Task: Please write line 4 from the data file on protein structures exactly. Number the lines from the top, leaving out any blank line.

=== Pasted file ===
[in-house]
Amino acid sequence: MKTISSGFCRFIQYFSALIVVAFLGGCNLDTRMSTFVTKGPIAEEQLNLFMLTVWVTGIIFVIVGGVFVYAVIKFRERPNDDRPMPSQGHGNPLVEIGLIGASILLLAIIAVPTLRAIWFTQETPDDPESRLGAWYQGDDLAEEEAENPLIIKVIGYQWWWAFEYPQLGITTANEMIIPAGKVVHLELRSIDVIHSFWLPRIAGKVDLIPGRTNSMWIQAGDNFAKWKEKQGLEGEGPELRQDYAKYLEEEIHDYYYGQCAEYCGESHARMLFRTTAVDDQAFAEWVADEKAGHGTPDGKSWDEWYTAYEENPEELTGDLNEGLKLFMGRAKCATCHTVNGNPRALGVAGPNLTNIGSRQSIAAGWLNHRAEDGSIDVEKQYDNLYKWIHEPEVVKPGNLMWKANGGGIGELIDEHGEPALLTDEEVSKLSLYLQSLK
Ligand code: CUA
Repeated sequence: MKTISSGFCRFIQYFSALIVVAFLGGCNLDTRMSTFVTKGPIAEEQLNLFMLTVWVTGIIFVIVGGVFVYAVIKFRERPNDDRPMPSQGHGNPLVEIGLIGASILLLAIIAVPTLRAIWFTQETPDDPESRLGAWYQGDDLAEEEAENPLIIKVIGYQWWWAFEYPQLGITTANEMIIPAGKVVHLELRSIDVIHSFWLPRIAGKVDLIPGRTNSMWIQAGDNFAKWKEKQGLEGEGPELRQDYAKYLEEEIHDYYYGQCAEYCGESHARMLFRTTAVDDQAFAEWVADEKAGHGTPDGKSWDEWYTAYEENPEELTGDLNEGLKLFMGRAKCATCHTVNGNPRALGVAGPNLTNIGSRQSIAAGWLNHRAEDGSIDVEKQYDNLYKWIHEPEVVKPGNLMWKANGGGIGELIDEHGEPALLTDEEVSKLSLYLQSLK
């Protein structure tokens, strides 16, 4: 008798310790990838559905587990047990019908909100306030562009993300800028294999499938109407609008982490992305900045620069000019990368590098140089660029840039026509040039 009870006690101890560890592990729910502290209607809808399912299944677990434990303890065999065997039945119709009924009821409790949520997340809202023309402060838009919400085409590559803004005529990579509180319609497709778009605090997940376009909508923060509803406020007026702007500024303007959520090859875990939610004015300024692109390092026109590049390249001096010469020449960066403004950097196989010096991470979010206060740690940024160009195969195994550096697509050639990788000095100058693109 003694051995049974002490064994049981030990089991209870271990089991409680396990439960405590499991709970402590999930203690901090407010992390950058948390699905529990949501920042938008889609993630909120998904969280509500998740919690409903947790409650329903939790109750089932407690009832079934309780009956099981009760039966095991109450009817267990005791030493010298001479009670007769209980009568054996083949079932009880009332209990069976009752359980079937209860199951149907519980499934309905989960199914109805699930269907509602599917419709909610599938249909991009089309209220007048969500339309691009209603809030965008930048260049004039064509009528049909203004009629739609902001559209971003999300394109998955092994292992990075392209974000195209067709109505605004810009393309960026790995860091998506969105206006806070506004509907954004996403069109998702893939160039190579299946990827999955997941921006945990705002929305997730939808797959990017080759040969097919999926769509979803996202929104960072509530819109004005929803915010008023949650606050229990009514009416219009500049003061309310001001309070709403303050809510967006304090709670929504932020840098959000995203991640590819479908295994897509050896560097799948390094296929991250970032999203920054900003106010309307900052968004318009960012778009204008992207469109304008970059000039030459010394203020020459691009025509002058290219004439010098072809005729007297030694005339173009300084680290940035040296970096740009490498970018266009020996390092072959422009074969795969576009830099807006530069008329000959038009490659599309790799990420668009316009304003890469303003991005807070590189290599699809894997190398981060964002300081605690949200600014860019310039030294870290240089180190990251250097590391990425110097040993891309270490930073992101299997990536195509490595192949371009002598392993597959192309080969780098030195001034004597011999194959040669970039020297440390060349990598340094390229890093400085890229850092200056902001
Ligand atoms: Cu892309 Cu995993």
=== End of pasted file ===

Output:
Repeated sequence: MKTISSGFCRFIQYFSALIVVAFLGGCNLDTRMSTFVTKGPIAEEQLNLFMLTVWVTGIIFVIVGGVFVYAVIKFRERPNDDRPMPSQGHGNPLVEIGLIGASILLLAIIAVPTLRAIWFTQETPDDPESRLGAWYQGDDLAEEEAENPLIIKVIGYQWWWAFEYPQLGITTANEMIIPAGKVVHLELRSIDVIHSFWLPRIAGKVDLIPGRTNSMWIQAGDNFAKWKEKQGLEGEGPELRQDYAKYLEEEIHDYYYGQCAEYCGESHARMLFRTTAVDDQAFAEWVADEKAGHGTPDGKSWDEWYTAYEENPEELTGDLNEGLKLFMGRAKCATCHTVNGNPRALGVAGPNLTNIGSRQSIAAGWLNHRAEDGSIDVEKQYDNLYKWIHEPEVVKPGNLMWKANGGGIGELIDEHGEPALLTDEEVSKLSLYLQSLK